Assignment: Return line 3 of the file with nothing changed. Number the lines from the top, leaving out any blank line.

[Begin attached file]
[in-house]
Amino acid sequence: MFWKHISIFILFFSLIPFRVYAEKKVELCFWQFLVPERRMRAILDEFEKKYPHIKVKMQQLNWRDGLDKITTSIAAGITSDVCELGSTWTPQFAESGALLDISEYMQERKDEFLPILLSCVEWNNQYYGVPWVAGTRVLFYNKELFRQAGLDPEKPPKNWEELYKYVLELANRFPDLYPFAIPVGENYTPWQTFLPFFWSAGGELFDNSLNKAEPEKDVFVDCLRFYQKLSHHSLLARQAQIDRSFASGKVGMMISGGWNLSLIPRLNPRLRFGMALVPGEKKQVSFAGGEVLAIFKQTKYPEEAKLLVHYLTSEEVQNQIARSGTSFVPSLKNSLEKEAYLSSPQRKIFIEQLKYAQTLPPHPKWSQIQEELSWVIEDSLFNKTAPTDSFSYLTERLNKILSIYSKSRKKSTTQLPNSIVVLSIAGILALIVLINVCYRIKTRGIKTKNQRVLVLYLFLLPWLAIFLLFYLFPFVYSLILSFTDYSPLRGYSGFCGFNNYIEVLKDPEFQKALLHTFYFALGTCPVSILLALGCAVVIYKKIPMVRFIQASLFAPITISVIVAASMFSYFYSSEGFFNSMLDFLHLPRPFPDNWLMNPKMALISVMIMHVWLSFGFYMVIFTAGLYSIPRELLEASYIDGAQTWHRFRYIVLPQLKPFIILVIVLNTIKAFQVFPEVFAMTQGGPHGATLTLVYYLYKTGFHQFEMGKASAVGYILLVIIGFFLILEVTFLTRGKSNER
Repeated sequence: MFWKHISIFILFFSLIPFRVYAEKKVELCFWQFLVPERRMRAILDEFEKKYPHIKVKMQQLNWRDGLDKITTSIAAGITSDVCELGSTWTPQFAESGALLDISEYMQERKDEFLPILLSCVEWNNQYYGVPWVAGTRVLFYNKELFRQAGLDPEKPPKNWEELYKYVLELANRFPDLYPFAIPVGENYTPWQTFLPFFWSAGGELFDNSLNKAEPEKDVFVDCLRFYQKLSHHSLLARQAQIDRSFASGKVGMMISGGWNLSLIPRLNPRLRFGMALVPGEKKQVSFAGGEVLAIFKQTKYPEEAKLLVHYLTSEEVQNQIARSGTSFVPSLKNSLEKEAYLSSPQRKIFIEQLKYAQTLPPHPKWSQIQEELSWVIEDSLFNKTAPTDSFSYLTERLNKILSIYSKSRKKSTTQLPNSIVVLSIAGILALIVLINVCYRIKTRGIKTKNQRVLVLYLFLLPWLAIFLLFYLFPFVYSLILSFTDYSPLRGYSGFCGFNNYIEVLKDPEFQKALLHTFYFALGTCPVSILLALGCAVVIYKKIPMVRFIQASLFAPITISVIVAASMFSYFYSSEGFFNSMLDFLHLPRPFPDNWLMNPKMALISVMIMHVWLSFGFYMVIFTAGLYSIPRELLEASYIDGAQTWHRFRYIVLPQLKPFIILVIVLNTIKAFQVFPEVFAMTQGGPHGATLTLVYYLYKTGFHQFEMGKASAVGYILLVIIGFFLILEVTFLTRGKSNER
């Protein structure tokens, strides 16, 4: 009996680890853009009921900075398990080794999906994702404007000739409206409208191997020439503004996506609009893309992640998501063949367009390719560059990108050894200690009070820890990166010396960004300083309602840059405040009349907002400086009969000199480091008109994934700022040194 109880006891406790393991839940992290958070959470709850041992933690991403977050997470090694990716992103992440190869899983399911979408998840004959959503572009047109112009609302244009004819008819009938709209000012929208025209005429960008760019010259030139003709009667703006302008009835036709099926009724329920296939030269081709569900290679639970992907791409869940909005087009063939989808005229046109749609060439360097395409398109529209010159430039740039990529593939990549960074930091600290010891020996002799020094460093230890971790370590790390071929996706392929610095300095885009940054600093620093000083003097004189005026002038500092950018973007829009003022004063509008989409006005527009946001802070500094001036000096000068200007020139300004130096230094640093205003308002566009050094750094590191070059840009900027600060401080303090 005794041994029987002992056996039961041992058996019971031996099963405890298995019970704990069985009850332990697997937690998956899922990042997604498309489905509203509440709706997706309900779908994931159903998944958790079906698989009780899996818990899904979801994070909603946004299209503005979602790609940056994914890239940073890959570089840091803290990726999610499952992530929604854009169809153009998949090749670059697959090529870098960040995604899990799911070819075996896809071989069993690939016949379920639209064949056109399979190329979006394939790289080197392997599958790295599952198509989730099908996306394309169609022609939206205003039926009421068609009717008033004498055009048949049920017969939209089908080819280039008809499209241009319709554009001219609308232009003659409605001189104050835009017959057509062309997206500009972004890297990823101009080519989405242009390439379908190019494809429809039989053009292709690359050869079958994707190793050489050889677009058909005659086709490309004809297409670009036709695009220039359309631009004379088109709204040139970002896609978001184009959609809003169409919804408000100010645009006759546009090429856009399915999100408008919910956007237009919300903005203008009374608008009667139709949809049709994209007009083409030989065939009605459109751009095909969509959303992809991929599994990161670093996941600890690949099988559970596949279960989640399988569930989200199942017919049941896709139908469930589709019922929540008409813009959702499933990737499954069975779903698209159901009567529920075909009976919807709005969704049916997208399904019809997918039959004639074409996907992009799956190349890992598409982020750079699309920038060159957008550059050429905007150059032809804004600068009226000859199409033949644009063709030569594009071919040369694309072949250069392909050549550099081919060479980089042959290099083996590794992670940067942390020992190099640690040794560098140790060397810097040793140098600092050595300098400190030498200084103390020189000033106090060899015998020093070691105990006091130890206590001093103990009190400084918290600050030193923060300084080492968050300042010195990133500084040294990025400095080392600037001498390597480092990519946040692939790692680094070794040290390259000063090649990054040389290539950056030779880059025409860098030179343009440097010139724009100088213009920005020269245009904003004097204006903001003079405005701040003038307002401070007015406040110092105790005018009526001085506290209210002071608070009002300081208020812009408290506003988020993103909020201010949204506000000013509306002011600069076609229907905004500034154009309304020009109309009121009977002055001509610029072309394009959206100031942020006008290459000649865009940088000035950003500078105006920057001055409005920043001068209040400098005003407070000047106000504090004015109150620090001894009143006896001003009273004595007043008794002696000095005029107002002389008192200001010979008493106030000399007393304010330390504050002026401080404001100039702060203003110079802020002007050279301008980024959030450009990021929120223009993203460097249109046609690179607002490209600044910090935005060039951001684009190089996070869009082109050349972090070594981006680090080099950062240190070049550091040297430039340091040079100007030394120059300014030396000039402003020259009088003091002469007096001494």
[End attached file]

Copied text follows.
Repeated sequence: MFWKHISIFILFFSLIPFRVYAEKKVELCFWQFLVPERRMRAILDEFEKKYPHIKVKMQQLNWRDGLDKITTSIAAGITSDVCELGSTWTPQFAESGALLDISEYMQERKDEFLPILLSCVEWNNQYYGVPWVAGTRVLFYNKELFRQAGLDPEKPPKNWEELYKYVLELANRFPDLYPFAIPVGENYTPWQTFLPFFWSAGGELFDNSLNKAEPEKDVFVDCLRFYQKLSHHSLLARQAQIDRSFASGKVGMMISGGWNLSLIPRLNPRLRFGMALVPGEKKQVSFAGGEVLAIFKQTKYPEEAKLLVHYLTSEEVQNQIARSGTSFVPSLKNSLEKEAYLSSPQRKIFIEQLKYAQTLPPHPKWSQIQEELSWVIEDSLFNKTAPTDSFSYLTERLNKILSIYSKSRKKSTTQLPNSIVVLSIAGILALIVLINVCYRIKTRGIKTKNQRVLVLYLFLLPWLAIFLLFYLFPFVYSLILSFTDYSPLRGYSGFCGFNNYIEVLKDPEFQKALLHTFYFALGTCPVSILLALGCAVVIYKKIPMVRFIQASLFAPITISVIVAASMFSYFYSSEGFFNSMLDFLHLPRPFPDNWLMNPKMALISVMIMHVWLSFGFYMVIFTAGLYSIPRELLEASYIDGAQTWHRFRYIVLPQLKPFIILVIVLNTIKAFQVFPEVFAMTQGGPHGATLTLVYYLYKTGFHQFEMGKASAVGYILLVIIGFFLILEVTFLTRGKSNER